How to prepare for a media interview

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Being interviewed on TV or on the radio for the first time can be thrilling and nerve-racking at the same time. Is there anything you can do to prepare and make the most out of your media appearance? “Yes there is”, says Martin Luhan, the Czech TV and radio personality, whom I had a conversation with recently. Here’s a few great tips I extracted for you from the original interview conducted in Czech

 

Do's

  • Speak to the moderator: If you’re one of those people who thinks “Why prepare if I already know my topic inside out and have no way of anticipating the questions?”, then you may want to reconsider. According to Martin, at least a basic preparation is essential and can go a long way in helping you give a great interview. Speak to the moderator in advance and find out a) about the program and b) about the listeners and what they care about c) duration of the interview. This will give you invaluable information about things your listeners may be interested in or want to learn about your topic and the time you have to get your message across. 
  • Think of your goals & key idea: What’s your goals for the interview? What ideas/feelings/emotions you want to leave the listeners with? What’s the big idea you want to convey? Think about these points and have your supporting argumentation ready. It’ll help you stay focused during the interview. If you want to make some notes and take them with you, that’s fine but don’t bring along a document binder ;) Not only it’s bound to be noisy and could distract your audience but you’ll get lost in all that information and get more nervous.

  • Images speak louder than words, show it! If you have something to show, show it. If you have a story to tell (your own or your customer’s), say it. If you are interviewed on TV about a new app you designed for instance, you can do a demo. Tell the listeners what kind of problems & situations the app can help them resolve and show them how. The point is to make your audience quickly grasp the big idea and relate to it in their own way.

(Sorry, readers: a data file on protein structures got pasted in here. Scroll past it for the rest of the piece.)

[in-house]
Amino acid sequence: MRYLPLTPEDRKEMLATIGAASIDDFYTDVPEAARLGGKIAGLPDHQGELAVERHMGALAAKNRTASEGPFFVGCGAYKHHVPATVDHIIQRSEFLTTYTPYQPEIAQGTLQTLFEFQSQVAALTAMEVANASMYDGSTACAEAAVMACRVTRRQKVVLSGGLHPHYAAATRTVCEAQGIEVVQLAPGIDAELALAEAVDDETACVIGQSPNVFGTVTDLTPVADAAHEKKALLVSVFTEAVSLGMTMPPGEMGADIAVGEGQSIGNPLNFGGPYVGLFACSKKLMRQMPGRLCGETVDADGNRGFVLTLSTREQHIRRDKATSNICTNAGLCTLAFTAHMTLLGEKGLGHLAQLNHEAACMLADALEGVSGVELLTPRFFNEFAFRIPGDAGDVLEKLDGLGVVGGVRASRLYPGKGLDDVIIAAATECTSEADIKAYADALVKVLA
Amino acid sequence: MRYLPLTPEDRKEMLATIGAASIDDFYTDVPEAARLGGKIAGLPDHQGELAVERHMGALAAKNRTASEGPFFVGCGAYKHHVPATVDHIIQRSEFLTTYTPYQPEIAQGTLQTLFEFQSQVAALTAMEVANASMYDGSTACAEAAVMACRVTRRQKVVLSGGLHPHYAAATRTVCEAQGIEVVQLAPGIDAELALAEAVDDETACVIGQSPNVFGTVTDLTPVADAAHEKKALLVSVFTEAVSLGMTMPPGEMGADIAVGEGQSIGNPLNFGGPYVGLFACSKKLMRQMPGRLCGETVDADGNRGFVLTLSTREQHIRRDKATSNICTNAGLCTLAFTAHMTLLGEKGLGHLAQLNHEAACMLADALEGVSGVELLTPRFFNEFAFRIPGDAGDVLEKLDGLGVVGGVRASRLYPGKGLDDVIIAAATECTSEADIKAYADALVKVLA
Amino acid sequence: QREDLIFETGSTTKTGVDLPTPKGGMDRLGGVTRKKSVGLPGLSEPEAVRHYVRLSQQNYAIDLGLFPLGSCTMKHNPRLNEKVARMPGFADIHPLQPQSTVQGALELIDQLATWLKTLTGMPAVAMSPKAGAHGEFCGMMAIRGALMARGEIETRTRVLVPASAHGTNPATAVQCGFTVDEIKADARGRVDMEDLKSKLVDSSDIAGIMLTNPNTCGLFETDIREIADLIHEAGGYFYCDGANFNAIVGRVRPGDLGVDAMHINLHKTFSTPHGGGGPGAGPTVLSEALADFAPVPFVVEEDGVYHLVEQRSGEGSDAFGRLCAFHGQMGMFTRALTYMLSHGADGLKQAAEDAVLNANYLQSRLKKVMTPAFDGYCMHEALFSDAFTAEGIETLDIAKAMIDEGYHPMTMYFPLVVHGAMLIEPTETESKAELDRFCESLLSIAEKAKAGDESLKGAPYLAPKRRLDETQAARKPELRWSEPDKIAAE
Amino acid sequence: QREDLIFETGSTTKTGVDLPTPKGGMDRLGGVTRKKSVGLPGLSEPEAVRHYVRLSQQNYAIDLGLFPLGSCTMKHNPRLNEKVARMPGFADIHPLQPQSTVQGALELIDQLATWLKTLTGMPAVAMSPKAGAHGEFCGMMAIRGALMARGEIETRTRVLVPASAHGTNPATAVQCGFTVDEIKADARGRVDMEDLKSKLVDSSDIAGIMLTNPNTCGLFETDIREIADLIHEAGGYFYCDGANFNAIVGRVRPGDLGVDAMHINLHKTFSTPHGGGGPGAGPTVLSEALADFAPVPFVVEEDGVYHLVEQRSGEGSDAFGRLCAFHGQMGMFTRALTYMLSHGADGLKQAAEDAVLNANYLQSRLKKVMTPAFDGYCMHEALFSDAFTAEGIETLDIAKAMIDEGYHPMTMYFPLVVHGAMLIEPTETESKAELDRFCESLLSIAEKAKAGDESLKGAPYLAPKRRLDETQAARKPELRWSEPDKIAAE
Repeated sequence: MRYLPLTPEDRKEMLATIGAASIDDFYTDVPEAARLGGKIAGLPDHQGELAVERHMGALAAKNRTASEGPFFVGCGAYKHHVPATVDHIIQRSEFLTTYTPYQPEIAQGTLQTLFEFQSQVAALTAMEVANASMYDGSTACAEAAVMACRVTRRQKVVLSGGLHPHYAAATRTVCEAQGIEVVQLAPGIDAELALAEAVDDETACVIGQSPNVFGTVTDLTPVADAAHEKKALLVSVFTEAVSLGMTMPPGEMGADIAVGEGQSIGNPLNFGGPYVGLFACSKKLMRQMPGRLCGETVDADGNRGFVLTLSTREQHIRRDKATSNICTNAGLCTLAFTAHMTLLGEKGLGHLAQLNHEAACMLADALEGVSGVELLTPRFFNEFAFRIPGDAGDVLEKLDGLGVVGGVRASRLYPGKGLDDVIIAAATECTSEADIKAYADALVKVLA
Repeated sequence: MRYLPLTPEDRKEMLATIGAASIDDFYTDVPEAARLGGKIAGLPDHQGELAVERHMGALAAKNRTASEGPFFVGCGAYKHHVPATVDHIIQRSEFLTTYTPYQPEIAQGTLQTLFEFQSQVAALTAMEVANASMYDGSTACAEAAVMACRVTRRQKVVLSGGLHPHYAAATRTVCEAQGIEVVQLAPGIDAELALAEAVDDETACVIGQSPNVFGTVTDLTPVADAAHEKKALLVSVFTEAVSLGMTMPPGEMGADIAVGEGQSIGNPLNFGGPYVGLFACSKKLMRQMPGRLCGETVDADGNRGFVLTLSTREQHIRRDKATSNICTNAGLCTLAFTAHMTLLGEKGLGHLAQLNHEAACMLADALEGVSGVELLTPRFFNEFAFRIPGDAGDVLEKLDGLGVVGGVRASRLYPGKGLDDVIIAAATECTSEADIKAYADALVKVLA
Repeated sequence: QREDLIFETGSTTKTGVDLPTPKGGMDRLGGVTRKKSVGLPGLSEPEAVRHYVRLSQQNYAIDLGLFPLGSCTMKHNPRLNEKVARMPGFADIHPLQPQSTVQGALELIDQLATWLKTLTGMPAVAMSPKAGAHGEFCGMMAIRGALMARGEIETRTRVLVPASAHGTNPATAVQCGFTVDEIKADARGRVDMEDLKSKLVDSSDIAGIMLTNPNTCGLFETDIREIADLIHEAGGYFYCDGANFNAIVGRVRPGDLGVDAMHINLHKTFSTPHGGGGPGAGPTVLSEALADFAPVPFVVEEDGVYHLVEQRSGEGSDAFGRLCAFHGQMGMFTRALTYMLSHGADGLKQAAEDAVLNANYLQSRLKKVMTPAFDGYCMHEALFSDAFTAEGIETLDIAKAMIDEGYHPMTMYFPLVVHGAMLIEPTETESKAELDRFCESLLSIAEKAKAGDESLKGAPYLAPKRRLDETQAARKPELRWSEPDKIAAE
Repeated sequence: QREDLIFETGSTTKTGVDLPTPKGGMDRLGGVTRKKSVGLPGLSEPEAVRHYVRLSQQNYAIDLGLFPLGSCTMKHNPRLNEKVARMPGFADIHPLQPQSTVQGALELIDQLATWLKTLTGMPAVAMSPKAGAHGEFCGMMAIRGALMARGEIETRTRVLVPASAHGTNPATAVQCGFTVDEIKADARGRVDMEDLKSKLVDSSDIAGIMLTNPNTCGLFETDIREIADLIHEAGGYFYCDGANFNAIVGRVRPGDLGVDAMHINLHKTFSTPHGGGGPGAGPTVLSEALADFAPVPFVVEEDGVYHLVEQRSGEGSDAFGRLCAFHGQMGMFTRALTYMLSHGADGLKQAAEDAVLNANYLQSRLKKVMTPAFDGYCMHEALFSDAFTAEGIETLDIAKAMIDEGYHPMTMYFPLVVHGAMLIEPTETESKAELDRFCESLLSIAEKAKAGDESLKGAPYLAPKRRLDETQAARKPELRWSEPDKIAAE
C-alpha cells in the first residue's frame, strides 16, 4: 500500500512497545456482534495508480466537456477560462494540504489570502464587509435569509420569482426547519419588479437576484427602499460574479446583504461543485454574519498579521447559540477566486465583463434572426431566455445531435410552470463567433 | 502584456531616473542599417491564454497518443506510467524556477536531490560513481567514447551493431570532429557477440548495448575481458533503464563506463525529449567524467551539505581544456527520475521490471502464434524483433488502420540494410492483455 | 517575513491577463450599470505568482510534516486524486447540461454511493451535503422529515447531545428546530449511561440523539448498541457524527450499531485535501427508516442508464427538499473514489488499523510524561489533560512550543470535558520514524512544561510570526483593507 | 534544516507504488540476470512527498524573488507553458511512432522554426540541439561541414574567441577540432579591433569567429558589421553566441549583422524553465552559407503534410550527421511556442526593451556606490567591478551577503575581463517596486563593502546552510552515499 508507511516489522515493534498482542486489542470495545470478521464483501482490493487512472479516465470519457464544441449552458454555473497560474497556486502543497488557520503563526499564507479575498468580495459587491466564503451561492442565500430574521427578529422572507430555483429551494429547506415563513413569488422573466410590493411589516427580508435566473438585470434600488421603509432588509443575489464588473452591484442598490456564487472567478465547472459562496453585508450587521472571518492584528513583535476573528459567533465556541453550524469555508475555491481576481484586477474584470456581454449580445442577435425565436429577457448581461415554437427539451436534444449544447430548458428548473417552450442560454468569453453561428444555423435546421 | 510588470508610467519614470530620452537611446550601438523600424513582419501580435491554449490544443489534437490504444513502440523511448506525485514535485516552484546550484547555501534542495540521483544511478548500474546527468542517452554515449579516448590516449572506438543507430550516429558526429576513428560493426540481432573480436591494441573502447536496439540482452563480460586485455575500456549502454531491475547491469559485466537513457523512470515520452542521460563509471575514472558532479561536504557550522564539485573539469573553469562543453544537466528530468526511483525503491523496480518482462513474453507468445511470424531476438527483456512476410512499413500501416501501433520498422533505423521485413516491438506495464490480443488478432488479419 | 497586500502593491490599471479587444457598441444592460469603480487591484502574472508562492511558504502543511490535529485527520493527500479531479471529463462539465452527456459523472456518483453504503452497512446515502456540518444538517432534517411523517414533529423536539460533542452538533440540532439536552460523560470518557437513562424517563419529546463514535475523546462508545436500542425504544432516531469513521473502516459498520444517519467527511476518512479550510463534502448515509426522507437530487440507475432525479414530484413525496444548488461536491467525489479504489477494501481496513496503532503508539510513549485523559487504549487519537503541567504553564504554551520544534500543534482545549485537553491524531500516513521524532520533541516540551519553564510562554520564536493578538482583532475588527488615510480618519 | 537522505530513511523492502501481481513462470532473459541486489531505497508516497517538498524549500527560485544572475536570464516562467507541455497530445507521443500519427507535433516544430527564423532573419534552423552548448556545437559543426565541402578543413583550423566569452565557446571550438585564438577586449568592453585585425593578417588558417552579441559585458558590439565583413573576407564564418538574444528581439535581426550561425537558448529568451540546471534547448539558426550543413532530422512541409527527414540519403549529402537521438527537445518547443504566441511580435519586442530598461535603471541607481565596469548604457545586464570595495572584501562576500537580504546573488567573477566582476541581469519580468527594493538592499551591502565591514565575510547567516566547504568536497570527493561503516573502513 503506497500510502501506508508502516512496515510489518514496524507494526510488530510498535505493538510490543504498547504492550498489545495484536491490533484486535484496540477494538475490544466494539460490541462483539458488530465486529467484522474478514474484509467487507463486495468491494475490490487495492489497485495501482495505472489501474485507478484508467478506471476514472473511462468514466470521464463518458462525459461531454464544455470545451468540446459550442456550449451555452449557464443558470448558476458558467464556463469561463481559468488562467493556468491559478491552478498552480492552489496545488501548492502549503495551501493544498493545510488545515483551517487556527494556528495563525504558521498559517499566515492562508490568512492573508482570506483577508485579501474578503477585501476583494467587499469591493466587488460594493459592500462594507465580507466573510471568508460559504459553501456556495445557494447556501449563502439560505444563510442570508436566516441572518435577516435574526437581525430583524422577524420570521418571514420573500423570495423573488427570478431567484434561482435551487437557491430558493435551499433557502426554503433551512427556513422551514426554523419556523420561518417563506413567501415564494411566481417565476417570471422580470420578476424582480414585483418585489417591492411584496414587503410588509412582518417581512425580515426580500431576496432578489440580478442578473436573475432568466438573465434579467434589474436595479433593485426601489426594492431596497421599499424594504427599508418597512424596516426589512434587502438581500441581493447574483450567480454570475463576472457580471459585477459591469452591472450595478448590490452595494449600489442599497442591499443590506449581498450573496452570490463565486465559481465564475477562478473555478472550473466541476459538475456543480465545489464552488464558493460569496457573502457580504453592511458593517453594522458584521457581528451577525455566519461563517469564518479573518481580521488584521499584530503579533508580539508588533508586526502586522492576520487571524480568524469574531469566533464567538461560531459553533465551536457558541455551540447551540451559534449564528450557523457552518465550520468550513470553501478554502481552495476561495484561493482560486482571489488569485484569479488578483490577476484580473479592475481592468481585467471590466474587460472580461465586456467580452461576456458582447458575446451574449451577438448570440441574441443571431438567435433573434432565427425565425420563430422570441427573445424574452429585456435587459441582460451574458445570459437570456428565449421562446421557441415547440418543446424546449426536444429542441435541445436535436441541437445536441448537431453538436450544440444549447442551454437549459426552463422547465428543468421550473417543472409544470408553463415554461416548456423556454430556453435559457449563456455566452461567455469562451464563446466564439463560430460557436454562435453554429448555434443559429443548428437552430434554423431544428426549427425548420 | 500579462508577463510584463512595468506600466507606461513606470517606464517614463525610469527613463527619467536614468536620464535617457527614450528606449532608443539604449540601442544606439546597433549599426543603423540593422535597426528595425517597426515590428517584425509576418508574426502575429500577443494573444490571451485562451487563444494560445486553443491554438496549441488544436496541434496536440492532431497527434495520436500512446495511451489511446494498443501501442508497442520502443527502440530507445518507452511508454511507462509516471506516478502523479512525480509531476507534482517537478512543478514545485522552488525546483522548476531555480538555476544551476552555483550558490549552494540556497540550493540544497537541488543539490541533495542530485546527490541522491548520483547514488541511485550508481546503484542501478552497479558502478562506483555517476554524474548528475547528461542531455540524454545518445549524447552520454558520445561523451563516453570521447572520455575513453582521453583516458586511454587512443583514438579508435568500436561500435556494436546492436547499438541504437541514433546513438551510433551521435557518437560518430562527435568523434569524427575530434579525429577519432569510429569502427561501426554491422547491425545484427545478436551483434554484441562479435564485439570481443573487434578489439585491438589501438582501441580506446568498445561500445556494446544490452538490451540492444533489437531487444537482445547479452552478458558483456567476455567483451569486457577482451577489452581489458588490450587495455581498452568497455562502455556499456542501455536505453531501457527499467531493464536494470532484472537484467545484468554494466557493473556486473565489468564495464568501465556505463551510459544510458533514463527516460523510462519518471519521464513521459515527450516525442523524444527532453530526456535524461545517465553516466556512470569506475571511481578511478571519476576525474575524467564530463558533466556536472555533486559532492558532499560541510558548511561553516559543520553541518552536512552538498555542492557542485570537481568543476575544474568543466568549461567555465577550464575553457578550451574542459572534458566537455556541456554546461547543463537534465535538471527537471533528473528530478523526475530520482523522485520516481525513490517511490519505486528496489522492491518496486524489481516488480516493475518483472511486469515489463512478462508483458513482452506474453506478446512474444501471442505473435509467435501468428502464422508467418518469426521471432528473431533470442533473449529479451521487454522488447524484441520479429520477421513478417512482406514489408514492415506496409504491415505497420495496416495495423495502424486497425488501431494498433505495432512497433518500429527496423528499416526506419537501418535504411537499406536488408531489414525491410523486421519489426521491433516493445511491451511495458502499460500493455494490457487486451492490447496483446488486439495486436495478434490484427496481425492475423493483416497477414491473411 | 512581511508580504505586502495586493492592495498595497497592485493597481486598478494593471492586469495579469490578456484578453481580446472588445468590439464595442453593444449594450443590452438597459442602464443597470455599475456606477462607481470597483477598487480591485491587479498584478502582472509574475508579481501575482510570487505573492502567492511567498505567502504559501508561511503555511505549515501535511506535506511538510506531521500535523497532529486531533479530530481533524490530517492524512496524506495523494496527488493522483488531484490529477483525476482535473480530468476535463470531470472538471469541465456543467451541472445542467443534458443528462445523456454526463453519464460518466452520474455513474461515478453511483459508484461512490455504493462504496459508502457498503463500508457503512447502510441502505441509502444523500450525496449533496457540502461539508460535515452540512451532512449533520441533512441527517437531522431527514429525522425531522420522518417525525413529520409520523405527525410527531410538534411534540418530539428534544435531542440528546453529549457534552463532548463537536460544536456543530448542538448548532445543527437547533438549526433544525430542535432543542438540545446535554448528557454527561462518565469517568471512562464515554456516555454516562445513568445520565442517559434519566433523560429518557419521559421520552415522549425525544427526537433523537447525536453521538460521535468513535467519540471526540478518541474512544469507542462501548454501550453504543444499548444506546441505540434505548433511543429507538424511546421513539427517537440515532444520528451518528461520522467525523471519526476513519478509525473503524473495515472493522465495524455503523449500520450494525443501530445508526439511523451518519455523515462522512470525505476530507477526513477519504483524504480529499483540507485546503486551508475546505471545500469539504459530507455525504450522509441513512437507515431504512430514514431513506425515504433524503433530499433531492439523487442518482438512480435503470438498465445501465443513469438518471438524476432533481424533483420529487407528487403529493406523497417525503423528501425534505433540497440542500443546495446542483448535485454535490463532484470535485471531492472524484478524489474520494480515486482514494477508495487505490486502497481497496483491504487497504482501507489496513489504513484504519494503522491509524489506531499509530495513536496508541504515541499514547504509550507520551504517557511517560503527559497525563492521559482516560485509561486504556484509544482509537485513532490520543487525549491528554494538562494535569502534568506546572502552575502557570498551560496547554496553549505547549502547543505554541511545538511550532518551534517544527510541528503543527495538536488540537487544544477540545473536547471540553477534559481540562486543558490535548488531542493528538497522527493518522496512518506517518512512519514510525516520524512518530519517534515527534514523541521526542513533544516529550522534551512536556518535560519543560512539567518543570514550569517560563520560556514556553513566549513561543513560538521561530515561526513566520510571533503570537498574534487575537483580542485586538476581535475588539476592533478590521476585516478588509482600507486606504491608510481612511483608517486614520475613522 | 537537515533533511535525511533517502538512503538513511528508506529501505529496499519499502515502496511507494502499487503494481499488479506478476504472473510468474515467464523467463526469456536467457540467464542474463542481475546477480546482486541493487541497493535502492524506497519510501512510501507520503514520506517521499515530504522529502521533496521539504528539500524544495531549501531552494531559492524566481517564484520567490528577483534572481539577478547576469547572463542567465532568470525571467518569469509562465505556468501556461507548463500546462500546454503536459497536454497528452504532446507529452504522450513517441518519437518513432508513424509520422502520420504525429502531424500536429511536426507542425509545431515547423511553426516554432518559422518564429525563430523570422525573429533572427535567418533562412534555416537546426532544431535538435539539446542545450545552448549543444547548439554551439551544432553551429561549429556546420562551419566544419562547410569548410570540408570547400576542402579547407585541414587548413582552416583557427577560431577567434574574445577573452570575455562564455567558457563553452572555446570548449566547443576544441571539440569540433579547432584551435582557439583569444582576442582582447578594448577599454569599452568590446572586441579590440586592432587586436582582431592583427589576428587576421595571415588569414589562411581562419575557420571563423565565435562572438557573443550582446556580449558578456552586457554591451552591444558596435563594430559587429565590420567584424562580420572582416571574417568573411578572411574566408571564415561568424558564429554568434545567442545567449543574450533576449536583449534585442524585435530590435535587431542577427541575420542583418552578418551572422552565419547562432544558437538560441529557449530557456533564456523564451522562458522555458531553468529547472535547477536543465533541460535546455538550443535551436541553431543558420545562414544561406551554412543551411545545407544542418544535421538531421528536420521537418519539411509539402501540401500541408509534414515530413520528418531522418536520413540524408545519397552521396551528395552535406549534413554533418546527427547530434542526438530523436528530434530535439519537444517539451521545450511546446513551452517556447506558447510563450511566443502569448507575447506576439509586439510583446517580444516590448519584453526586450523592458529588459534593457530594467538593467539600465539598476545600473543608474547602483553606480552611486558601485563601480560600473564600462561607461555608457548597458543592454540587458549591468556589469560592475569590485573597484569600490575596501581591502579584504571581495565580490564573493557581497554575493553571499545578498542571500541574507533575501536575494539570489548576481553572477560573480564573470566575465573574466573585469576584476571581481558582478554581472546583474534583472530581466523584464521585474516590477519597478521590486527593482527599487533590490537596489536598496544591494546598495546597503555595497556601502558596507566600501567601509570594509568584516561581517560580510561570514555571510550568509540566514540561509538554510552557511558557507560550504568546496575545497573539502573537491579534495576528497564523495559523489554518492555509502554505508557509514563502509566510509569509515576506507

• Keep it short and sweet: I know, it’s very tempting. You’re an expert and love talking about your subject. But your listeners do not need to know every single detail. Less is more to get your point across. If you offer too much information, people may get confused, loose interest in your message and mentally (or literally) “switch off”. Listen to the questions, stay focused on your message, be brief, to the point and avoid jargon. You can think in tweets - if you only had 140 characters to express your idea, what would you say? 

  • Let yourself be guided by the moderator: When the moderator interrupts you, do not worry, do not get upset. A good moderator is simply trying to help you to get your message across as quickly as possible and make it entertaining and relevant for the audience. 
  • Get in the right state of mind! When on the radio, your voice is your only instrument, use it wisely! Unless you plan to do interviews on regular basis, there’s no need to worry about getting any specific voice training. But there are things you should do in order to animate your voice. You have to get yourself in the right state of mind. If you feel passionate and enthusiastic about your topic, step into that emotion, it will reflect in your voice. Keep your throat well hydrated, have a glass of water always at hand.